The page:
|Cupressus arizonica var. glabra (smooth Arizona cypress) foliage|
|Natural range of Cupressus arizonica|
Cupressus arizonica, the Arizona cypress, is a North American species of trees in the cypress family. It is native to the southwestern United States (Arizona, Utah, southwestern New Mexico, and southern California, with a few populations in southern Nevada and in the Chisos Mountains of western Texas), and in Mexico (Coahuila, Chihuahua, Sonora, Durango, Tamaulipas, Zacatecas and northern Baja California). In the wild, the species is often found in small, scattered populations, not necessarily in large forests. An example occurrence is within the Sierra Juárez and San Pedro Mártir pine-oak forests of Mexico, where it is found along with Canyon Live Oak and California Fan Palm.
Cupressus arizonica is a coniferous evergreen tree with a conic to ovoid-conic crown. It grows to heights of 10–25 m (32.8-82.0 ft), and its trunk diameter reaches 0.5 m (19.7 in). The foliage grows in dense sprays, varying from dull gray-green to bright glaucous blue-green. The leaves are scale-like, 2–5 mm long, and produced on rounded (not flattened) shoots. The seed cones are globose to oblong, 15–33 mm long, with 6 or 8 (rarely 4 or 10) scales, green at first, maturing gray or gray-brown about 20–24 months after pollination. The cones remain closed for many years, only opening after the parent tree is killed in a wildfire, thereby allowing the seeds to colonize the bare ground exposed by the fire. The male cones are 3–5 mm long, and release pollen in February–March.
- Cupressus arizonica var. arizonica, Arizona Cypress - secure. Southern Arizona, southwest New Mexico, south to Durango and Tamaulipas, Chisos Mountains of west Texas.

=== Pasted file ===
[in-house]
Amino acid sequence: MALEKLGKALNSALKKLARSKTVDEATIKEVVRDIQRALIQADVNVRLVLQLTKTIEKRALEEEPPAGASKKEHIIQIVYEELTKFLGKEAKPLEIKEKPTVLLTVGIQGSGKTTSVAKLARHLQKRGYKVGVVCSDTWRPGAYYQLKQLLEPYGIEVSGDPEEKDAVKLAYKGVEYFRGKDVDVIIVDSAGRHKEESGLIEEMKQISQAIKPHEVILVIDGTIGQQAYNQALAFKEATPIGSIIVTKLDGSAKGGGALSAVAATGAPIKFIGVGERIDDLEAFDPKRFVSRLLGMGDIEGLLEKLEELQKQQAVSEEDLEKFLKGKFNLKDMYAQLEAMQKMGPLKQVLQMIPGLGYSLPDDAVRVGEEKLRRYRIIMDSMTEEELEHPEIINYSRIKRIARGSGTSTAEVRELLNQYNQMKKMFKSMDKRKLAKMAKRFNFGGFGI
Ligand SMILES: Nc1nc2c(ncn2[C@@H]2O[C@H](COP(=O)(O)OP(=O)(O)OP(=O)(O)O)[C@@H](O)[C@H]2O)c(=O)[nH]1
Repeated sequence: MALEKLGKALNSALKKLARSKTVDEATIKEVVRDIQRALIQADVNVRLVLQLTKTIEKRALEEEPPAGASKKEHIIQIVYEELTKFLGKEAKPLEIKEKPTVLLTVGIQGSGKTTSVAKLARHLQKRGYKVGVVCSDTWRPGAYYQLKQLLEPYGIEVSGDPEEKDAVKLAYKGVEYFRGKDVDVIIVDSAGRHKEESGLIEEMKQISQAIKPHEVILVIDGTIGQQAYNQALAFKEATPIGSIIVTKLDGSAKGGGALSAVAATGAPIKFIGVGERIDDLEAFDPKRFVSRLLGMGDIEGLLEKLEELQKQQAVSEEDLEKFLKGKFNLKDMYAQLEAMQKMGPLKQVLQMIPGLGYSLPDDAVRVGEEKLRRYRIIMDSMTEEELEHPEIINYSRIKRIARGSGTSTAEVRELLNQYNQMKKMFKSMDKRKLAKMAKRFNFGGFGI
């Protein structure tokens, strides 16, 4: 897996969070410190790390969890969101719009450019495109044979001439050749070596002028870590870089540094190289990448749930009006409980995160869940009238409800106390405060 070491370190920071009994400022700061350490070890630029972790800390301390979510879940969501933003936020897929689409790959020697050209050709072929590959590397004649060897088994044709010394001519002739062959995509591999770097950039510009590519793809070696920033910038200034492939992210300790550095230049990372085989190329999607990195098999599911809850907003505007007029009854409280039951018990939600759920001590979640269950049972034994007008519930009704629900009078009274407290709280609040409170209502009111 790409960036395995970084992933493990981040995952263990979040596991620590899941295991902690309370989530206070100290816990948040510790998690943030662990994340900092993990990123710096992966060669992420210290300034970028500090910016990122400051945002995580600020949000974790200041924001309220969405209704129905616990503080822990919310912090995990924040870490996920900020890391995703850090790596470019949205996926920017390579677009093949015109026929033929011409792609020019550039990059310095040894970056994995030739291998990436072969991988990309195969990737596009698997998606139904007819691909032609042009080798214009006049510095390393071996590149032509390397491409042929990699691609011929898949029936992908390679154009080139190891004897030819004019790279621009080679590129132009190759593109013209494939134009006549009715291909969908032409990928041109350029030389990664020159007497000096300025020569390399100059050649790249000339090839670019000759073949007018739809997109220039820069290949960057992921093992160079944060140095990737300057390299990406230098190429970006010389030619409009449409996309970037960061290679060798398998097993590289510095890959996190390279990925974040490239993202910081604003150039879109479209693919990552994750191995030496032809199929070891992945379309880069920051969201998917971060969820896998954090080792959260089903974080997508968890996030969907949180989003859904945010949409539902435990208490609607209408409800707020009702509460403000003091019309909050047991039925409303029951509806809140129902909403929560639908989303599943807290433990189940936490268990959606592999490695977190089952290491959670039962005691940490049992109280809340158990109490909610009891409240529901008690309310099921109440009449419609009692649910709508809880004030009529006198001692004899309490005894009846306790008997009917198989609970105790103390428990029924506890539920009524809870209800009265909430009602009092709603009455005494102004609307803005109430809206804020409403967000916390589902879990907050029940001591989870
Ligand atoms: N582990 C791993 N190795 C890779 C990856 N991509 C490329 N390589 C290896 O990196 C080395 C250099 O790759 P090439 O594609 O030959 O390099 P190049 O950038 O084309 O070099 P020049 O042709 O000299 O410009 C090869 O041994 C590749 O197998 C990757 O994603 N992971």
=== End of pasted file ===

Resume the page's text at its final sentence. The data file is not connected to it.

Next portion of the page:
- Cupressus arizonica var. glabra, Smooth Arizona cypress - secure. Central Arizona.
- Cupressus arizonica var. montana (C. montana), San Pedro Martir cypress - Vulnerable. Sierra Juárez and San Pedro Mártir pine-oak forests of Northern Baja California.
- Cupressus arizonica var. nevadensis (C. nevadensis), Piute cCypress - Least Concern. Southern California (Kern County and Tulare County).
- Cupressus arizonica var. stephensonii, Cuyamaca cypress - Critically endangered. Southern California (San Diego County). Most of this population was burnt in the October 2003 Cedar Fire, though (as expected for a fire-climax species) subsequent regeneration has been good.
Arizona cypress, particularly the strongly glaucous C. arizonica var. glabra, is widely cultivated as an ornamental tree. Unlike Monterey cypress, it has proved highly resistant to cypress canker, caused by the fungus Seiridium cardinale, and growth is reliable where this disease is prevalent.
- The Plant List, Cupressus arizonica Greene
- SEINet, Southwestern Biodiversity, Arizona chapter photos, description, distribution map
- Flora of North America, Cupressus arizonica Greene, 1882. Arizona cypress, Arizona smooth cypress, Cuyamaca cypress, Piute cypress, cedro, cedro blanco, ciprés de Arizona
- National Geographic. 2001
- "RHS Plant Selector - Cupressus arizonica 'Blue Ice'". Retrieved 20 July 2013.
- "AGM Plants - Ornamental" (PDF). Royal Horticultural Society. July 2017. p. 26. Retrieved 24 January 2018.
- World Wildlife Fund (2001). "Sierra Juarez and Sierra Pedro Martir Pine-oak Forests". WildWorld Ecoregion Profile. National Geographic Society. Archived from the original on 2010-03-08.
|Wikimedia Commons has media related to Cupressus arizonica.|
- Conifer Specialist Group (1998). "Cupressus arizonica". IUCN Red List of Threatened Species. Version 2006. International Union for Conservation of Nature. Retrieved 12 May 2006.
- USDA Plants Profile for Hesperocyparis arizonica (Arizona cypress) — previously Cupressus arizonica.
- CalFlora Database: Hesperocyparis stephensonii (Cuyamaca cypress) — previously Cupressus arizonica var. glabra.
- Jepson eFlora (TJM2) treatment of Hesperocyparis stephensonii — previously Cupressus arizonica var. glabra.
- Hike Arizona.com: Photos of Arizona Cypress (Cupressus arizonica)
- UC CalPhotos of Cupressus arizonica